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New Insights on Child Development From Psychological Science

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Read about new insights on child development from Current Directions in Psychological Science and Psychological Science.

Activities and Programs That Improve Children’s Executive Functions

Adele Diamond

Executive functions (EFs) are critical for success in many different areas, such as school and friendships. The good news for those who have problems with EFs is that these skills can be improved. According to Diamond, those with the poorest EF skills gain the most from training programs, but the transfer effect of the skill improvement is very narrow. She also finds that the more successful programs are those that continually challenge children, tap into their interests, and test the limits of their abilities.

Published in the October 2012 issue of Current Directions in Psychological Science

Nonword-Repetition Ability Does Not Appear to Be a Causal Influence on Children’s Vocabulary Development

Monica Melby-Lervåg, Arne Lervåg, Solveig-Alma Halaas Lyster, Marianne Klem, Bente Hagtvet, and Charles Hulme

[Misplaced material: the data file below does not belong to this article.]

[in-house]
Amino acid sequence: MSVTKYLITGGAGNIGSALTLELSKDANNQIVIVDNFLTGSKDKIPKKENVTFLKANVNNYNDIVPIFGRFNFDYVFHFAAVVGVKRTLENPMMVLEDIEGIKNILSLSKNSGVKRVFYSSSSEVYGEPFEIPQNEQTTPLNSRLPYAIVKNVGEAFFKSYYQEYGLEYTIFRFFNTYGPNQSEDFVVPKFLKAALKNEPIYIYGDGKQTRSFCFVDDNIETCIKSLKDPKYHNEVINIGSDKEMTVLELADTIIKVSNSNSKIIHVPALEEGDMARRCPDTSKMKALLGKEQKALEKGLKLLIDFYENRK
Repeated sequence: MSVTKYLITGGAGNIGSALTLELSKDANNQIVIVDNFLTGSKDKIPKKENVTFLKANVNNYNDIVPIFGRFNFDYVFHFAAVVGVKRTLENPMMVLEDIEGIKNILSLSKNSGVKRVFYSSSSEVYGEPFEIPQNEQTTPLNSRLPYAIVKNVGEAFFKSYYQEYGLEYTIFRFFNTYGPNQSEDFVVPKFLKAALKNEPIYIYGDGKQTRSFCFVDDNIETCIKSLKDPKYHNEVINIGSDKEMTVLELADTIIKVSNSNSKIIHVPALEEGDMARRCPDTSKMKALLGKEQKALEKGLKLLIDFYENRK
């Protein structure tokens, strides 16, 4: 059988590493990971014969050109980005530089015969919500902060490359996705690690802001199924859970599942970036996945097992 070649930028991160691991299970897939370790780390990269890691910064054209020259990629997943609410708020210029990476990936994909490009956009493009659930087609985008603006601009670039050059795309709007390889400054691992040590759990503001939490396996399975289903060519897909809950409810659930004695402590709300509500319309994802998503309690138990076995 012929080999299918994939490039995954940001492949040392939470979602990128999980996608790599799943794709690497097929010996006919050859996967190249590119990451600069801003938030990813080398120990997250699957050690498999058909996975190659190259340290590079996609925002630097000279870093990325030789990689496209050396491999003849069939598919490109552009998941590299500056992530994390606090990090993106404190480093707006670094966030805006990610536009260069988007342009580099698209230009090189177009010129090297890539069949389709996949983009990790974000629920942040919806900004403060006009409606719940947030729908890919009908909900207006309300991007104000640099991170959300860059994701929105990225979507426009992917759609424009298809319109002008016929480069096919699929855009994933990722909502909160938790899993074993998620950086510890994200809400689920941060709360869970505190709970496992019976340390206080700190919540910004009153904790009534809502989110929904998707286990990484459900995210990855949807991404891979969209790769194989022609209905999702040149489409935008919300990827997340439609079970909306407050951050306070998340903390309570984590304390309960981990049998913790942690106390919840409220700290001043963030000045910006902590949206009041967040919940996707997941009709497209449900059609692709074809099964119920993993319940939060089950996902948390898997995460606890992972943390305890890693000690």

One influential theory of vocabulary learning proposes that the phonological loop of Baddeley’s working memory model underpins and constrains the learning of new words. To examine this theory, researchers tested 4-year-old children’s nonword-repetition ability — a measure of phonological loop capacity — and vocabulary twice a year for 4 years. The researchers found that although nonword-repetition ability and vocabulary size were moderately correlated, there was no causal evidence to link the two. They also discovered that there was no evidence for any influence of nonword repetition on the growth of vocabulary between the ages of 4 and 7 years. These findings raise questions about the role of the phonological loop in vocabulary learning.

Published in the October 2012 issue of Psychological Science

Maternal and Offspring Dopamine D4 Receptor Genotypes Interact to Influence Juvenile Impulsivity in Vervet Monkeys

Lynn A. Fairbanks, Baldwin M. Way, Sherry E. Breidenthal, Julia N. Bailey, and Matthew J. Jorgensen

Certain genetic polymorphisms of the dopamine receptor D4 (DRD4) have been associated with ADHD and impulsivity. Researchers genotyped the DRD4 gene in juvenile vervet monkeys and their mothers and then evaluated the juveniles’ social impulsivity using an intruder challenge test. Juvenile vervets with a rare 5-repeat variant of the DRD4 gene were much more socially impulsive than were juveniles with a more common 6-repeat variant of the gene. Researchers found that the mother’s genotype moderated the relationship between juvenile genotype and social impulsivity, with DRD4 5-repeat variant juveniles of DRD4 5-repeat variant mothers acting the most socially impulsive. These results demonstrate the importance of considering maternal genotype in studies of impulsivity-related disorders.

Published in the October 2012 issue of Psychological Science